Lutes said there will be more of a push to uphold property standard bylaws by the city this year.

“The City of Kingston doesn’t often send inspectors out, it’s often complaint-driven,” she said. “If someone complains, [the city does] a follow up.” However, Lutes said the recent bylaw revisions didn’t create new bylaws against graffiti.

“Kingston property standards bylaws cover things like peeling paint and mould in houses, but also exterior things,” she said. “We support the property standard bylaws and inspections because it improves the housing situation.

Murphy said the University was involved when the property standards bylaw was rewritten this past August.

“They’ve been at the [public] meetings when everyone was getting beat up over the conditions of the properties,” he said.

Jones said the community was invited to talk about new property standards at a meeting last April, but the University wasn’t specifically consulted.

“Graffiti wasn’t one of the ones that [Gord McGuire, former AMS municipal affairs commissioner] and I were concerned with,” she said. “We were more concerned about issues like not having garbage cans on front porches, things that affect the students.

“And [the bylaw is] not just addressing the student area but graffiti all over the city,” she added.

Lutes said the property standards division has been helpful in setting up programs like the new AMS-run Student Property Assessment Team and answering questions about property standards, so she doesn’t think students are being singled out for signage.

“I would be hesitant to think they would be targeting students,” she said.

A resident of a house in the Ghetto, who asked to remain anonymous because he’s had problems with the city regarding his house in the past, has a similar sign affixed to his residence. He said he hadn’t received a letter requesting its removal.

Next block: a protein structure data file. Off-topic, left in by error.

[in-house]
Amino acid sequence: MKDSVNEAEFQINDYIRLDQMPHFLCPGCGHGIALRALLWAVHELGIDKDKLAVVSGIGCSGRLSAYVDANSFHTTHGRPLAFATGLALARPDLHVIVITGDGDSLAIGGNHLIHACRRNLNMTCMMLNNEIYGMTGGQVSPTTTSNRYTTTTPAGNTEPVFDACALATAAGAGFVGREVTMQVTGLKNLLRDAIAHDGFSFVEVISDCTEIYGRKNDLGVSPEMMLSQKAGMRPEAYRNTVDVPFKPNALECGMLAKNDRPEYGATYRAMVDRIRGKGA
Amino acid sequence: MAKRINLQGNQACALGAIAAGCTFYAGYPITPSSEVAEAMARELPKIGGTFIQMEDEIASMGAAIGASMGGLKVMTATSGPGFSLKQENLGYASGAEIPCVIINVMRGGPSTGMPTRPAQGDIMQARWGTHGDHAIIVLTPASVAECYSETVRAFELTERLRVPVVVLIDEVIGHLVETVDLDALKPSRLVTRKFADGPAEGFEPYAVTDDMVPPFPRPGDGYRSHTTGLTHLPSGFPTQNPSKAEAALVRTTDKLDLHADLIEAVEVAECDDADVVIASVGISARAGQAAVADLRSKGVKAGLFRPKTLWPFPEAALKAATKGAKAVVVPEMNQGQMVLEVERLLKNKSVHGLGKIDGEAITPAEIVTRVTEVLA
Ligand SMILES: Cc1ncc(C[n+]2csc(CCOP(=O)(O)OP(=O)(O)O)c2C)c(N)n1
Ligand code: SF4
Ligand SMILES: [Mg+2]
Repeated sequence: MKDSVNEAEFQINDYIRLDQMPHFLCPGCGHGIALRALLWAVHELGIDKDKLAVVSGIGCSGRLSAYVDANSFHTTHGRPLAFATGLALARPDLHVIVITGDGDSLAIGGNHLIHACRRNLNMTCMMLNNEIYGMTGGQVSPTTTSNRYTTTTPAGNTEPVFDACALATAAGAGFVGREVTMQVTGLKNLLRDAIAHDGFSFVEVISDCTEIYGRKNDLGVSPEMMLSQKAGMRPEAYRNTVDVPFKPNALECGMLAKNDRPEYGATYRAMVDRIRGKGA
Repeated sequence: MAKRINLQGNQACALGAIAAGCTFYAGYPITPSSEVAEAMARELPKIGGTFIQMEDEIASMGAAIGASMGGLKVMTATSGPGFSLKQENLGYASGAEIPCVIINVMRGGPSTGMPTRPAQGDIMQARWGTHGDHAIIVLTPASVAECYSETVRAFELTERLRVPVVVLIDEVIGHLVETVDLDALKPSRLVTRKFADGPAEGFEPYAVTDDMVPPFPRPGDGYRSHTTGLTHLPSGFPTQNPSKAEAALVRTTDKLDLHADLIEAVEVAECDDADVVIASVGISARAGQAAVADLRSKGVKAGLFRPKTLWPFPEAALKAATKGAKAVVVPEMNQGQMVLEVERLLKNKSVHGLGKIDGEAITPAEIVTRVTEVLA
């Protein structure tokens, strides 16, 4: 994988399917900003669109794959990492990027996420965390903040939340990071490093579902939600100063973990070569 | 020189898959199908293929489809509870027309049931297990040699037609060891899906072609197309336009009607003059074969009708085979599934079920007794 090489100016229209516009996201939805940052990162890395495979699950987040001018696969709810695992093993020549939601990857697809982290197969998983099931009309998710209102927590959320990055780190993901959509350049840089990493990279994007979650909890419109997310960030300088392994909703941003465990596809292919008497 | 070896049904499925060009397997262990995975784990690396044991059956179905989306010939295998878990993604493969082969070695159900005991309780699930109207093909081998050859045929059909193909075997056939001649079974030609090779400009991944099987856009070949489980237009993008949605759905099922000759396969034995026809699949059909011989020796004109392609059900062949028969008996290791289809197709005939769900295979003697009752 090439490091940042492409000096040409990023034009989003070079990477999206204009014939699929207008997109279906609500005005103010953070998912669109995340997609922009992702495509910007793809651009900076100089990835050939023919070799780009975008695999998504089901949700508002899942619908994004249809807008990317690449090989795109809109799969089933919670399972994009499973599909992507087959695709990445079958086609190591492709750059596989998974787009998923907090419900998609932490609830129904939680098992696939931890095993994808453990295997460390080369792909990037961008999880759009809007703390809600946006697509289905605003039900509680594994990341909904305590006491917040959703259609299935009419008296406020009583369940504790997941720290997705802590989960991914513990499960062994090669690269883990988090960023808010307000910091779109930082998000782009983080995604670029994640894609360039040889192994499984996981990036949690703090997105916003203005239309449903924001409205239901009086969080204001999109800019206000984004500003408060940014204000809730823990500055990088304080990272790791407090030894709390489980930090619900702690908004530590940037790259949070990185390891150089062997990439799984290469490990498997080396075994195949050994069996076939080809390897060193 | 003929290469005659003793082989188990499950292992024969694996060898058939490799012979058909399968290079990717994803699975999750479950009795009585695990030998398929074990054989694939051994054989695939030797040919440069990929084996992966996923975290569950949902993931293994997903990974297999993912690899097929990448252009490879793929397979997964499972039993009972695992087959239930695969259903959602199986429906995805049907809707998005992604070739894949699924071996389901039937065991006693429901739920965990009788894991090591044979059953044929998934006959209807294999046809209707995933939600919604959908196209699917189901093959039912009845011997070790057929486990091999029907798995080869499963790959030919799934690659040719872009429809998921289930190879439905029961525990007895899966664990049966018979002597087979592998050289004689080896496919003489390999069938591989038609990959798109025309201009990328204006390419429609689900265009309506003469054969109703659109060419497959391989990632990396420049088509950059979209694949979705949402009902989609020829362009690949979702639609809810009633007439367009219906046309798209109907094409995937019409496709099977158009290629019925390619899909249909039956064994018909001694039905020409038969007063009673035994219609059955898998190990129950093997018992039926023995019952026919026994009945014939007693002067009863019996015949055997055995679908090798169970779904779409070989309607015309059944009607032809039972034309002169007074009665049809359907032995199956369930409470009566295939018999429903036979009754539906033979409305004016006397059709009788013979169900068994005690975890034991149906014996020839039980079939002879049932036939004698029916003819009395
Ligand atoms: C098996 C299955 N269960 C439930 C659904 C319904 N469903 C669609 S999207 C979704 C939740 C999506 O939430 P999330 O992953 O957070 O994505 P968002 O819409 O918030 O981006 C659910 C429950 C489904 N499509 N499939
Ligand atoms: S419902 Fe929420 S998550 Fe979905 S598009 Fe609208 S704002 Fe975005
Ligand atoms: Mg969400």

He said he feels there is no reason to enforce the taking down of signs.

“[The city is] suddenly enforcing things and targeting the Ghetto [by saying,] ‘Take down your sign,’ [issuing] jay-walking tickets, [and telling us,] ‘Your grass is over eight inches.’ It’s ridiculous.”

He said he doesn’t understand why this initiative is necessary, adding that he feels there are bigger issues to deal with.

“If they want to [improve housing], take a look at our leaking roof,” he said.

Murphy said people charged with the violation can appeal or apply for a voluntary compliance form for more time to fulfill the requirements. If they take the latter action, they will forfeit their right to appeal, he said.

Taylor said he and his housemates plan on appealing.

“Our case is that [our sign] is clearly not graffiti,” he said. “There are other signs in the neighbourhood that show what a sign can’t be. So right now, the differing opinion [in the house] is whether or not we want to pay $75 to [see if we have to] pay $100.

“I just think there’s a homogenization of houses and that the city council doesn’t want the bohemian attitude that exists in the Ghetto,” he said.

“They want what exists in West Kingston: a more mundane suburb-type area instead of the vibrant student village.”

Jones said this campaign is about community standards and is aimed at improving the quality of student housing.

“That is what is being expected of everybody,” she said. “It’s just the way the bylaws are laid out. I think students need to be careful what they wish for. If they want the city to be vigilant about property standards ... then don’t complain. You have to be willing to accept that graffiti is part of the exterior property standards bylaw.” The anonymous student said that if his house is issued with a letter, he won’t take his sign down.

“If [the sign is] offensive to someone, I’ll take it down,” he said. “[If not, then] we’ll probably put up a bigger one in the window.”